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How the Ryan Budget Fails Our Economy by Failing Economics

How the Ryan Budget Fails Our Economy by Failing Economics

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The conservative economic framework at the core of the Ryan budget remains stuck on supply-side and trickle-down theories that have been discredited and are out of touch with today’s economy.
The conservative economic framework at the core of the Ryan budget remains stuck on supply-side and trickle-down theories that have been discredited and are out of touch with today’s economy.

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Published by: Center for American Progress on Apr 09, 2014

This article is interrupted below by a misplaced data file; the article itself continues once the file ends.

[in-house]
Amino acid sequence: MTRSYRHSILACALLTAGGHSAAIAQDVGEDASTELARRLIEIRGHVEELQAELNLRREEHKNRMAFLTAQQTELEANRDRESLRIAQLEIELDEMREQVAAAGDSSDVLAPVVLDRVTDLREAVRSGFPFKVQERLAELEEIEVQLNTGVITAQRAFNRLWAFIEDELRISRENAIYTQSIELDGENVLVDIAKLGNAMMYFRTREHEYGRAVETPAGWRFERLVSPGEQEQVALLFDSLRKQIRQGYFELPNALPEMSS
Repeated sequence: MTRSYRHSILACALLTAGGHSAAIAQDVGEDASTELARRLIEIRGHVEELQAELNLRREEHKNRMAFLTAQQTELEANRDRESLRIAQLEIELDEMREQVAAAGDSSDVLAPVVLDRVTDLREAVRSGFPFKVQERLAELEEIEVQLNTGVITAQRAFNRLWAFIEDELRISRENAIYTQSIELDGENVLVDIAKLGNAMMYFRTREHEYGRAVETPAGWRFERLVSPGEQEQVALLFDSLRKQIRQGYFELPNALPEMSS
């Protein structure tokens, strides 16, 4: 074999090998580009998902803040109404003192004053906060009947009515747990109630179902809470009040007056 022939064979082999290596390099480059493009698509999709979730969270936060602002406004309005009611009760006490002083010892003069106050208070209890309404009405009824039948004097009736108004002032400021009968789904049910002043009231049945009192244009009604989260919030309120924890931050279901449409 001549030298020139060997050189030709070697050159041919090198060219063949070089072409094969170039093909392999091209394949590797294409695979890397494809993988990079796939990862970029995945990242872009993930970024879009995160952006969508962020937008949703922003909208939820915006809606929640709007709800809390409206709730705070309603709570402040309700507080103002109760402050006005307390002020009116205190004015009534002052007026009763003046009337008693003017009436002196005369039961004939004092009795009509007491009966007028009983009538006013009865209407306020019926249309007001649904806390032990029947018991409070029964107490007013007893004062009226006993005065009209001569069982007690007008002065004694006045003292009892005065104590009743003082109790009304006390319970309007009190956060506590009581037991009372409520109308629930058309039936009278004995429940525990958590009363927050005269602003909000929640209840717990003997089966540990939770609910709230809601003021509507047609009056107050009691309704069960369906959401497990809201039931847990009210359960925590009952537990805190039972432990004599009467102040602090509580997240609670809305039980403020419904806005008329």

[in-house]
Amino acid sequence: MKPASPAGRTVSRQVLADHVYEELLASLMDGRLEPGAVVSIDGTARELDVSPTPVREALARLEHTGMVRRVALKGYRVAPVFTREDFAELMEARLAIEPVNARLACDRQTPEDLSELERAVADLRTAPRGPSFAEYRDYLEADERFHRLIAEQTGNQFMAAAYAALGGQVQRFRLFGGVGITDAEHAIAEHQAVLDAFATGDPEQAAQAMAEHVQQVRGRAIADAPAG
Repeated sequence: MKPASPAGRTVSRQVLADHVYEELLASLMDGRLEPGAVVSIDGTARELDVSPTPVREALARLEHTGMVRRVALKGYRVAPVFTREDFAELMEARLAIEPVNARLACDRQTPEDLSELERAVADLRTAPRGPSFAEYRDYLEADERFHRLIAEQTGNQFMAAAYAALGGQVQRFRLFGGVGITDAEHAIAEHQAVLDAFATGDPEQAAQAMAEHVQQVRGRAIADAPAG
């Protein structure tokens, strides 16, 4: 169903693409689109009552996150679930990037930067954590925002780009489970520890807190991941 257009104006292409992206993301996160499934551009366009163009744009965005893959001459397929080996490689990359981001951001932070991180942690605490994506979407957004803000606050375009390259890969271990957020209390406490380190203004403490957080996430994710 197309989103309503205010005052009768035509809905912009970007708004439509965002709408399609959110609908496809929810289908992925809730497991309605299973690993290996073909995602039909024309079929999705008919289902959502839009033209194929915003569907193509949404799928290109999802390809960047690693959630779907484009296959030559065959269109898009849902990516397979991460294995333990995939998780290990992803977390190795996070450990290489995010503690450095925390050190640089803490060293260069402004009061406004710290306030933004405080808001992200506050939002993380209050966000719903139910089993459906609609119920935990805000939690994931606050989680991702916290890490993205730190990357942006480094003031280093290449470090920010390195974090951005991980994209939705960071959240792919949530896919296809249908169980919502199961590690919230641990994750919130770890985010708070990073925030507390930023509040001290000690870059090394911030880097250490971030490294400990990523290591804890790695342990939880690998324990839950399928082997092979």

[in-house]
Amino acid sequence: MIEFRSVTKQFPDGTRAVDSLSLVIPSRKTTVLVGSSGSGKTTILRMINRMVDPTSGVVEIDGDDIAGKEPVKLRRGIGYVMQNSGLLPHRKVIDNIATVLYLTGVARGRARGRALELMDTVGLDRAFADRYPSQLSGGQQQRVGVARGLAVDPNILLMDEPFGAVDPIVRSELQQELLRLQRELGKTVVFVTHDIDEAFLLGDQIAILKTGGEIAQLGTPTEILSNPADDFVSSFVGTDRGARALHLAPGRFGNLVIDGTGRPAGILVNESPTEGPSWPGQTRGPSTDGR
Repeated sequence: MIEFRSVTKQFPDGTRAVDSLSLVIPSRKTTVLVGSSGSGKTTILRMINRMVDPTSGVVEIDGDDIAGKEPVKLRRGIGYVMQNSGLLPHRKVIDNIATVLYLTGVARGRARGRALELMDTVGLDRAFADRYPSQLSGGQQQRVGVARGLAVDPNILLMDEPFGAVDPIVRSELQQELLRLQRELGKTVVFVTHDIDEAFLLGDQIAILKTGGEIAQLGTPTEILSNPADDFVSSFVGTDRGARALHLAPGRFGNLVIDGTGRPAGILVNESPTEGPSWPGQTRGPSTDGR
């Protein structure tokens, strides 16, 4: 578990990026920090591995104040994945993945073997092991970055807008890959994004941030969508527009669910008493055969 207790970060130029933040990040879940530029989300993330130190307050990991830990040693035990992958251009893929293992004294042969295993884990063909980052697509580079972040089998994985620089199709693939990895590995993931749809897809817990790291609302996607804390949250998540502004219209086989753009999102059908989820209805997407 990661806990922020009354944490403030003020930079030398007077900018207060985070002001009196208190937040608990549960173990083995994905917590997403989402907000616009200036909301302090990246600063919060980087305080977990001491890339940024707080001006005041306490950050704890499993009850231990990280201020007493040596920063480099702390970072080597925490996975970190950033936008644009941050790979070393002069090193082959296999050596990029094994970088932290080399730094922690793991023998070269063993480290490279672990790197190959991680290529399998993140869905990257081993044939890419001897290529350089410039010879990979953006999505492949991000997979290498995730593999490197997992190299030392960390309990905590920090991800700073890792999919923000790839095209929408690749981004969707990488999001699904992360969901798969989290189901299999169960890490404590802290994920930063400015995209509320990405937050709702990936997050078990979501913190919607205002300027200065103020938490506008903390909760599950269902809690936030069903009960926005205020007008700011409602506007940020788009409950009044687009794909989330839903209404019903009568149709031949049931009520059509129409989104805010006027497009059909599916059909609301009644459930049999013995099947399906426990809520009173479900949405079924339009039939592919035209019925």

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1 Center for American Progress | How the Ryan Budget Fails Our Economy by Failing Economics
How the Ryan Budget Fails Our Economy by Failing Economics
By Harry Stein and Michael Madowitz April 9, 2014
 When House Budge Commitee Chairman Paul Ryan (R-WI) inroduced his laes  budge resoluion,
 i predicably included harsh cus o he vial programs or poor and middle-class Americans ha are a he core o he progressive agenda.